Lynn Baniak crosses her arms when she gets anxious. What does she have to be anxious about?
She is a nurse in a building full of engineers. She is studying a treatment for a common yet poorly understood musculoskeletal disorder. She is years away from the oncology nursing she's familiar with and the doctorate that will label her an expert.
Nothing to be anxious about.
"I don't follow the herd. It makes you kind of fearless," she says. "And I don't like failing."
The treatment she researches has too much potential for her to accept failure. It would help 12 million Americans with fibromyalgia enjoy a better quality of life.
Fibromyalgia, which causes widespread pain and tenderness, has been linked to depression, stiffness and a host of fatigue-related symptoms either caused by or in conjunction with poor sleep.
Working with data and theories developed by her Binghamton University advisors—Carolyn Pierce, an associate professor of nursing, and Kenneth McLeod, a professor of bioengineering—Baniak began testing an observation: that stimulating a nerve cluster around the balls of the feet provokes the soleus muscle in the calf to greater activity.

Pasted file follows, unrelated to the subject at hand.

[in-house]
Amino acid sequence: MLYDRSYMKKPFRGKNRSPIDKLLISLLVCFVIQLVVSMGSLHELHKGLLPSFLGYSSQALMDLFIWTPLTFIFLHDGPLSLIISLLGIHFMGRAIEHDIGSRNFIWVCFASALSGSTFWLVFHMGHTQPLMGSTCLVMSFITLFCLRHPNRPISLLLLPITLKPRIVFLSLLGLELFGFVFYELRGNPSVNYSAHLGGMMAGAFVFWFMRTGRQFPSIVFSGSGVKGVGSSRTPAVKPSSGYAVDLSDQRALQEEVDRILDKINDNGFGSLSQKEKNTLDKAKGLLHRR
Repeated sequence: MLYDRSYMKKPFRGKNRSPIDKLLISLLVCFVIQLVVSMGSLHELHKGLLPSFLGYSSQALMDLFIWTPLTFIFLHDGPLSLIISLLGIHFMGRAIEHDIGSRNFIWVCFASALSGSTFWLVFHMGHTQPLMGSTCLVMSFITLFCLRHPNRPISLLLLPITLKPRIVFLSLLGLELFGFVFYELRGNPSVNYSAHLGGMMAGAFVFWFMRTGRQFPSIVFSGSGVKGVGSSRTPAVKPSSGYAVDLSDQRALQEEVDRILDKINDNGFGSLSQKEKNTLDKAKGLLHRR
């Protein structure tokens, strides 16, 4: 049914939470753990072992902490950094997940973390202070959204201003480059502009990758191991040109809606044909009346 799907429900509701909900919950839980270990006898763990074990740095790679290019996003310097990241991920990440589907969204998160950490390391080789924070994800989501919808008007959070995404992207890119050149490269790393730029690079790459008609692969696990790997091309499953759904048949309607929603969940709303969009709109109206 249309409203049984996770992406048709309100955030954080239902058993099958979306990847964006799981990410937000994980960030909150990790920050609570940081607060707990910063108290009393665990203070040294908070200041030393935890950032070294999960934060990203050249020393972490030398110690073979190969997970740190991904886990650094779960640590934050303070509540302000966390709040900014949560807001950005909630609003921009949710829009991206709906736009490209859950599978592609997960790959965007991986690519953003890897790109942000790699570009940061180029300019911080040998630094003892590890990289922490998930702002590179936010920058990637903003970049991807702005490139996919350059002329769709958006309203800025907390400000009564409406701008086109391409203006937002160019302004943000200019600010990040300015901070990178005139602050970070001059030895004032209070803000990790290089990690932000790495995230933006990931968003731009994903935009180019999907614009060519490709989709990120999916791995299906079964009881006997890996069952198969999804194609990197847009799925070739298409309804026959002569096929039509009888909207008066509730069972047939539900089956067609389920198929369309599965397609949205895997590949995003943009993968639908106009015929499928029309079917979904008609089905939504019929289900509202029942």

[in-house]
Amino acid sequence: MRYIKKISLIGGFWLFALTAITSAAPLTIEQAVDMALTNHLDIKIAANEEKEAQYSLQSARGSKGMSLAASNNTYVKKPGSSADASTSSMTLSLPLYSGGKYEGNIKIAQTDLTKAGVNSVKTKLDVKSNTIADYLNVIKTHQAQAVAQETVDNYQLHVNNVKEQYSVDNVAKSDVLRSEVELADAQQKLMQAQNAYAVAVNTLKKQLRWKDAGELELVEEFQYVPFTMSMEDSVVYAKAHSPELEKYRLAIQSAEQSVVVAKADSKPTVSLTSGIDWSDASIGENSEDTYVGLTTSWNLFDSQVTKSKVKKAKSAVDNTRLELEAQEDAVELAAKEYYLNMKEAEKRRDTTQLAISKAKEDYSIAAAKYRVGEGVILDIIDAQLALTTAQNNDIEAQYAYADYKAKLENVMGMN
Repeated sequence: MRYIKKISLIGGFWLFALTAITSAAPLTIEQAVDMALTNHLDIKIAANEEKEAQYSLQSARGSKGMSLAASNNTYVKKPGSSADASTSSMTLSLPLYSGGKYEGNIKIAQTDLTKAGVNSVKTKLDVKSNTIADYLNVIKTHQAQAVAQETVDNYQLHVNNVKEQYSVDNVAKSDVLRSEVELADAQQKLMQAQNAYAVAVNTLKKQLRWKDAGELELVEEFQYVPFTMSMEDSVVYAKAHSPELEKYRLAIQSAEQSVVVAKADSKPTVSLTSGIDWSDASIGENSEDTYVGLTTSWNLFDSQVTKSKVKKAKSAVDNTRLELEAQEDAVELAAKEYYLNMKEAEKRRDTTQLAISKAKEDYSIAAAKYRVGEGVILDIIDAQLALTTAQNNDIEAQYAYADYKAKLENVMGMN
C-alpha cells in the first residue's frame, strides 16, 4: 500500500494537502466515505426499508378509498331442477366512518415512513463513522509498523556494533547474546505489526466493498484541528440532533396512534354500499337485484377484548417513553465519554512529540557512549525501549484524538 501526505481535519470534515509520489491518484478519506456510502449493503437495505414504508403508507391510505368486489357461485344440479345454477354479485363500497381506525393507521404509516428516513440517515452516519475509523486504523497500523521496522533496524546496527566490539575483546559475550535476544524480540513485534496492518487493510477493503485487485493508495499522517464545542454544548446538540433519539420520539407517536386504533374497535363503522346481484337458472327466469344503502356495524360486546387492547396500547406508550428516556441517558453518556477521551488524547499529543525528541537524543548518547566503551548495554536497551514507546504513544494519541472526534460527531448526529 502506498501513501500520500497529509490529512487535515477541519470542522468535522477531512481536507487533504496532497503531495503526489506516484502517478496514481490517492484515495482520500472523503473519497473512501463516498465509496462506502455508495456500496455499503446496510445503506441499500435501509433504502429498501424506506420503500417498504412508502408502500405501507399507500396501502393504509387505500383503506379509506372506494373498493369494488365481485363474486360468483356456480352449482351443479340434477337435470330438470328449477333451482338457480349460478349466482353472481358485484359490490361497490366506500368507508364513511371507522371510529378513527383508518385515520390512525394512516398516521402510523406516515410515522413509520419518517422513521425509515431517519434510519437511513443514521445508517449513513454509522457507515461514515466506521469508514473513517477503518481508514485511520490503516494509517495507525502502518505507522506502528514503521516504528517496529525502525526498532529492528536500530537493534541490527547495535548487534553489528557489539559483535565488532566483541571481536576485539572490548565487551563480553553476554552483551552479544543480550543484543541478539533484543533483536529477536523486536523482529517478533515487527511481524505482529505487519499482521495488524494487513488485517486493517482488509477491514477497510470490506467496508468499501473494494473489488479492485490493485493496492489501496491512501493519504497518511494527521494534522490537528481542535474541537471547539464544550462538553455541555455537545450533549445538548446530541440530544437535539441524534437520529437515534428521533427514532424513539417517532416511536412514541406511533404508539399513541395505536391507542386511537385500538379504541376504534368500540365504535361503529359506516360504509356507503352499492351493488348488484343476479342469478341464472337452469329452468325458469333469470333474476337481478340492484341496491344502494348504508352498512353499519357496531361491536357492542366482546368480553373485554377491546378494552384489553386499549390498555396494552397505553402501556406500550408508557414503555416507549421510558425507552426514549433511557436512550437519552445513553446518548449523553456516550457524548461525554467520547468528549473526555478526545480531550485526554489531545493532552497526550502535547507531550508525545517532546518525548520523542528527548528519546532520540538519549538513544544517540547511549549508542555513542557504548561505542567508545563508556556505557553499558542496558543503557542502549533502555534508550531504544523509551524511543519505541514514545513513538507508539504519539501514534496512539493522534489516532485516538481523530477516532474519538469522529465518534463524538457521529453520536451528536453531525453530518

The soleus pumps body fluids from the legs back toward the heart. Poor circulation is linked to poor sleep in patients with disorders ranging from fibromyalgia to congestive heart failure.
Baniak recruited hundreds of people in 2011 and 2012 and began tests on 31 of them with a device that stimulates the Meissner's corpuscles by vibrating the feet back and forth 45 times a second for an hour each day. Ten finished the trial.
The result? It works. Patients went from an average score of 53 on the FIQR scale—a measure of a fibromyalgia patient's quality of life—to 33 in just 12 weeks. A typical nonfibromyalgia score would be below 10.
Next Baniak must explain why it works. Why does it improve sleep? Does improved sleep in itself reduce pain? Or does it improve the ability to cope with the same pain?
Pierce says Baniak's work requires a flexibility of interest, unlike colleagues who base their research on prior nursing experience, like the oncology that filled Baniak's career at the Mayo Clinic in Minnesota. "Lynn was very open to doing the hands-on clinical research with engineers," Pierce says. "She was particularly able to see what the applications were."
And to what can this treatment be applied? Fibromyalgia, sure, but how about congestive heart failure? Edema? Sleep apnea? That will come later. Baniak is already considering post-doctoral research.
The possibilities leave Baniak a little anxious: "It's almost a test to me," she says. You can't be productive or successful if you can't face your fear."